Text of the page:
Building the Foundation for the Future of Forsyth County
BY BOB FEIKEMA
FAMILY SERVICES PRESIDENT AND CEO
There is clear evidence that pre-kindergarten has a profound impact on children’s learning and a lasting impact on the quality of their lives as adults.
The first five years are a once-only window of opportunity to develop the social, emotional, cognitive, and academic readiness that enables children to succeed later in life. A young child’s brain architecture forms at an astounding rate, with more than one million new neural connections created every second. But it’s not only what’s happening inside the brain that matters. A nurturing and enriching environment is required for optimal brain development, the kind of environment provided by the skilled teachers, and “resource-full” classrooms found in quality Pre-K programs.
Every year there are approximately 4,500 four-year-olds in Forsyth County. While 2,700 are eligible for publicly-funded Pre-K based on family income, only 1,300 are enrolled, due to insufficient state and local funding. At the same time, middle-class families constantly struggle to find affordable, high-quality Pre-K programs.
In June 2014, Family Services launched The Pre-K Priority, an initiative involving over twenty organizations from the early learning field, with the goal of making quality Pre-K programs available to all four-year-olds in Forsyth County. This initiative assumed even greater urgency when, in 2017, a Harvard study came out that ranked Forsyth County 5th worst out of 2,873 counties nationwide for helping poor children move up the income ladder.
Quality Pre-K is an effective means for closing the widening opportunity gap for children in Forsyth County. It prepares children to achieve academic proficiency during the elementary school years, providing the foundation for successful learning throughout high school and beyond. A recent Duke University study of more than one million North Carolina public school children confirmed this, finding significant educational benefits from the state-funded Smart Start and North Carolina Pre-K programs.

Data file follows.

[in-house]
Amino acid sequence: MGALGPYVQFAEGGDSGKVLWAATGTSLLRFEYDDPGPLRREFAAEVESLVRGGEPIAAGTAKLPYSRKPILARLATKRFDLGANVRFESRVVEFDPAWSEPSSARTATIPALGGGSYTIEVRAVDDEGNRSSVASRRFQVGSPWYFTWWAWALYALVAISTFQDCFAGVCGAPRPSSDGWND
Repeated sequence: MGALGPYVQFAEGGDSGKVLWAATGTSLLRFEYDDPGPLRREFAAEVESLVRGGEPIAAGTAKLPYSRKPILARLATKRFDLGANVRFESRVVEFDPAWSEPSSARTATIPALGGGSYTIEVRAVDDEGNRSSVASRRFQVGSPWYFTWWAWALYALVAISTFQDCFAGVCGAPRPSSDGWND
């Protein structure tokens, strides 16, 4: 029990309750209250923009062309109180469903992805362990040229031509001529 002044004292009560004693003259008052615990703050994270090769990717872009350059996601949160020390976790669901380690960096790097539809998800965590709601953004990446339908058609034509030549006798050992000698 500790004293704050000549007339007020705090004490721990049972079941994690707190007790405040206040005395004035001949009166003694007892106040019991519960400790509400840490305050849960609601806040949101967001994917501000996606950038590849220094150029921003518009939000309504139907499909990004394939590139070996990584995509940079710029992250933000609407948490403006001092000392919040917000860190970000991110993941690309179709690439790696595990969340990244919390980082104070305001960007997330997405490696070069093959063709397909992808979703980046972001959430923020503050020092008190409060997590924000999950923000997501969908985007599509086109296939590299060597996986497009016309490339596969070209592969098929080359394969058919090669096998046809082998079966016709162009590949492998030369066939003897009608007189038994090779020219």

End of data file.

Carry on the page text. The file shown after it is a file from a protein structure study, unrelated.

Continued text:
These findings have been a spur to The Pre-K Priority’s launch of a public education and engagement campaign, with the goal of increasing public awareness and support for quality Pre-K in Forsyth County. Over the coming months, this campaign will show up everywhere—on billboards and buses, on radio and television, in newspapers and on social media. Our aim is to ignite public sentiment and create a movement to make Forsyth County a place that makes smart investments in its young children that will ensure the future vitality and well-being of our community. We are grateful to the Kate B. Reynolds Charitable Trust for funding the public education and engagement campaign.
Through our recent scientific survey of county residents, we found that the vast majority recognize the importance of early childhood education and believe we should be doing more to support quality Pre-K. Our goal is to translate that recognition into a commitment to develop and fund a system of quality Pre-K programs in Forsyth County. The time is now to take this step on behalf of our youngest children. After all, they are the employees, parents, citizens, and leaders of the future. As we like to point out at the Pre-K Priority, “The future is four years old.”